Cat: Now, come on. Sit up straight. No, don’t slouch. (To camera.) When you interview, you’re judged on more than what you say. You’ll speak volumes by how you stand, gesture, and sit. I’m Cat Miller, and this is DiceTV.
When you’re interviewing, pay as much attention to your physical presence as you do to your words. While using your voice to convey facts, use your body for everything else.
Start in the reception area, while you’re waiting to begin. Unwind, breathe deeply, and relax any part of your body where you feel tense. Then breathe naturally, and keep doing that throughout the interview.
When you walk into the interview room, stand tall, put your shoulders back, and smile. Act as if you belong there, and be ready to shake hands.
Eye contact’s important. You want to maintain it all through the interview - but without staring. Why? People who don’t make eye contact look nervous. Those who look down at the floor are implying they don’t want to be there. As hard as it can be, making eye contact helps you connect with the interviewer, build trust and lets you know how you’re coming across.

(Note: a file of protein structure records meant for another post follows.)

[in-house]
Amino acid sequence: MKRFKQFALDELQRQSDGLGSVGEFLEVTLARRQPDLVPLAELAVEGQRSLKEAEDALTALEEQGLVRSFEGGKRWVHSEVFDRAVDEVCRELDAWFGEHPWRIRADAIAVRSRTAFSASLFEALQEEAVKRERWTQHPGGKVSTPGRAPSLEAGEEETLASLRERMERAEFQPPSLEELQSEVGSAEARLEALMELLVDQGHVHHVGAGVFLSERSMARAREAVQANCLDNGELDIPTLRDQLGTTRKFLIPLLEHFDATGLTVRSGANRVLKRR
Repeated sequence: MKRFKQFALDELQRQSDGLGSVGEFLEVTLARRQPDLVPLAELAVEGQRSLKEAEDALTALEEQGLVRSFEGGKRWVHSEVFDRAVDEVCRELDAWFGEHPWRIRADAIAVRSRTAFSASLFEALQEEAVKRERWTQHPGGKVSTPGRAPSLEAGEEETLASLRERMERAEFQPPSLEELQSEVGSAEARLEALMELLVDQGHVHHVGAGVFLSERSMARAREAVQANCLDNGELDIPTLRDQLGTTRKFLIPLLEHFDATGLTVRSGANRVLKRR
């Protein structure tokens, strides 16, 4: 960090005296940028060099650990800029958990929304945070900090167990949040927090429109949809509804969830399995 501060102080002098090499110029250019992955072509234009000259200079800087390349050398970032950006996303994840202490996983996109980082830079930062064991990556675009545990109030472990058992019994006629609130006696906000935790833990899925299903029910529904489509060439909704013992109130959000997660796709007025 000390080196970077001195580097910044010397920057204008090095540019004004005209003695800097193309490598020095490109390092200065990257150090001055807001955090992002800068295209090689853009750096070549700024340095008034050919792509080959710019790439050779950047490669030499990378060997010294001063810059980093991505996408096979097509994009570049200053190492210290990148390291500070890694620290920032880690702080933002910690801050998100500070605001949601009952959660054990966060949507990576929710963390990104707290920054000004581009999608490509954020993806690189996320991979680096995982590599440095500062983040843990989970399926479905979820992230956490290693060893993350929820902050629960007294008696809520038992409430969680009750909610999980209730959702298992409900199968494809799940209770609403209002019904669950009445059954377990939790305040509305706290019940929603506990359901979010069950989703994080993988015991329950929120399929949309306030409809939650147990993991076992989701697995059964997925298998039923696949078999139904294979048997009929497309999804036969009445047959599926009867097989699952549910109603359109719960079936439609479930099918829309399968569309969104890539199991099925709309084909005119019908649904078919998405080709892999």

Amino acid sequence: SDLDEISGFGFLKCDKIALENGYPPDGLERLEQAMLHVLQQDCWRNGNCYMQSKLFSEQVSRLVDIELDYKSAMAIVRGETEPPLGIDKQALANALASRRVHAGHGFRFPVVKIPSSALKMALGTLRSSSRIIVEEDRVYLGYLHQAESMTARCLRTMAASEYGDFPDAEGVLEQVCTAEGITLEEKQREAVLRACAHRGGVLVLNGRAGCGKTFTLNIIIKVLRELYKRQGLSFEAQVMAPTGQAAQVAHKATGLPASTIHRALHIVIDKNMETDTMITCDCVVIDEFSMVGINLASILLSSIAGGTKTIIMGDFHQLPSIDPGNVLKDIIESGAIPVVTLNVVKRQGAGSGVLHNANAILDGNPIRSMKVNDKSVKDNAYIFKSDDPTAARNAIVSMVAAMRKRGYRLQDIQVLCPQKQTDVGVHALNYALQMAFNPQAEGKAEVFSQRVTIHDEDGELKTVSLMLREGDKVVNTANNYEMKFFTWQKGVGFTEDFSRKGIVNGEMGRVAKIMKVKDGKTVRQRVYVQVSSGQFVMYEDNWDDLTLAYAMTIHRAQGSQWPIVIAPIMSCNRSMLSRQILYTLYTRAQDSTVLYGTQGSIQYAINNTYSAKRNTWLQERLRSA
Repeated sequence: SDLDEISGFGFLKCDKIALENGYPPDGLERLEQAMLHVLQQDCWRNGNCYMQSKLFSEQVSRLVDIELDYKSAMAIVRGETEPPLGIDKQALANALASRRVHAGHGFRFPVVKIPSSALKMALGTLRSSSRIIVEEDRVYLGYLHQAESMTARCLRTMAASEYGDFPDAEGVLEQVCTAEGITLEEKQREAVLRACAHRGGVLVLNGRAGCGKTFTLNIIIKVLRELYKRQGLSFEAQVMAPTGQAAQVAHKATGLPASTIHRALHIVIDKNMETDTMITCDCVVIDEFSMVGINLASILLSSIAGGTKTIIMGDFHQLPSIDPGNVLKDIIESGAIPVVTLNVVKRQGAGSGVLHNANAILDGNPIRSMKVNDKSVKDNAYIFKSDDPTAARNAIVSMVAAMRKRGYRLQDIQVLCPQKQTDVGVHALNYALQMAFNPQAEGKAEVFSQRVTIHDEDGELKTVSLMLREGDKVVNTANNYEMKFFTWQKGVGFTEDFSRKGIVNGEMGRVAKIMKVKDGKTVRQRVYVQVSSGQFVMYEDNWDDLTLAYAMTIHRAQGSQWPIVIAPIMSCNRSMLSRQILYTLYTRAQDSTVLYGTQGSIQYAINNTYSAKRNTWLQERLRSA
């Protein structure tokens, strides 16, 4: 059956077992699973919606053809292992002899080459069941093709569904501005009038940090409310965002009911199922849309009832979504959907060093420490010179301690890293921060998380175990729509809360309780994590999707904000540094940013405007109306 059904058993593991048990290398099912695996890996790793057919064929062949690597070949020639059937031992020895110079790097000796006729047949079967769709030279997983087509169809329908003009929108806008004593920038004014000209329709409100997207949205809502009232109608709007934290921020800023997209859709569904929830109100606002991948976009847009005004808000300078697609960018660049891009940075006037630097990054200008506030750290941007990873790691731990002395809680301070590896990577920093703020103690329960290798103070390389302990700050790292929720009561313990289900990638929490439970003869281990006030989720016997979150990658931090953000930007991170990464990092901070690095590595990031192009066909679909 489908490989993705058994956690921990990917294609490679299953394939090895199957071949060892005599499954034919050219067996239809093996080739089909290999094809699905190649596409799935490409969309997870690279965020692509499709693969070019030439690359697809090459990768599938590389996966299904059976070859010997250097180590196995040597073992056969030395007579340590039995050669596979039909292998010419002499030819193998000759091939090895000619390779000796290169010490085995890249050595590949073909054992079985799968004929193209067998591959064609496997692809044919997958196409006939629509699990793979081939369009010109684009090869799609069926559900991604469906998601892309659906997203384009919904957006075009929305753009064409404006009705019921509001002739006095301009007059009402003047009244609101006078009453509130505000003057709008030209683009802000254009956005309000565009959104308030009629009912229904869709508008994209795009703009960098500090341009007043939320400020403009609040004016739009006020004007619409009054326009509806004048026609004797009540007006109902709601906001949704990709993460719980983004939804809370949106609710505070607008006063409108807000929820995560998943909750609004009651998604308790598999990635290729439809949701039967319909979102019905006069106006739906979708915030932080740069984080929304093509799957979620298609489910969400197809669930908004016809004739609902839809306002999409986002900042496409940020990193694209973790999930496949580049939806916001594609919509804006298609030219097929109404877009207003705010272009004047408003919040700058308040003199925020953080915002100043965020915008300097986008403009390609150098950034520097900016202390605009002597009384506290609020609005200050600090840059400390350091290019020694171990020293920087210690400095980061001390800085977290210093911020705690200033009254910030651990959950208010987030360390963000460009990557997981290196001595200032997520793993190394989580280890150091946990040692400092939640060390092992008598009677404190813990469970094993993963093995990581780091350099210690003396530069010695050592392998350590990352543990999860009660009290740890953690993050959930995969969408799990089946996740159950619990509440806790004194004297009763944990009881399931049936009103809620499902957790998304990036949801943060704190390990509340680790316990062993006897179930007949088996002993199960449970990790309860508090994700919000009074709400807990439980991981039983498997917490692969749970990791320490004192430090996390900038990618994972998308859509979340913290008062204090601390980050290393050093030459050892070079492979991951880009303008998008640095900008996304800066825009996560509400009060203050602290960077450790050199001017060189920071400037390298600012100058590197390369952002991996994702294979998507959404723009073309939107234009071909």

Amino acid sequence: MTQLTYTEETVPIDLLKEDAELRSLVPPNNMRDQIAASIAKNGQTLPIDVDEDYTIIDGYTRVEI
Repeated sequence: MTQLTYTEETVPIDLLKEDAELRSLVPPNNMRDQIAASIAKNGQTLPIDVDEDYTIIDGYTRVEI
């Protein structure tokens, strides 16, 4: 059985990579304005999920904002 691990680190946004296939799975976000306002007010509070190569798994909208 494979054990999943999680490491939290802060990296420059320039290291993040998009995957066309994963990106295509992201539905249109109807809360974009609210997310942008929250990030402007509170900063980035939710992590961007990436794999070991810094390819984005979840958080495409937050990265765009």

Emphasize your main points with deliberate arm or hand gestures. Don’t slant your head to one side or nod in agreement excessively. And, of course, do all this while appearing relaxed. How do you do THAT?
By practicing. Role-play with a family member or friend who can act as the interviewer. Got a video camera? Video your rehearsals and watch the tapes with the other person to get feedback. You’ll get better each time.
Once you learn to use your body language with the same confidence you use for speaking, you’ll become more persuasive during any interaction – whether it’s an interview, a one-on-one meeting, a presentation to a team, or a speech at a conference.
I’m Cat Miller, this has been DiceTV, and we now return you to your regular desktop.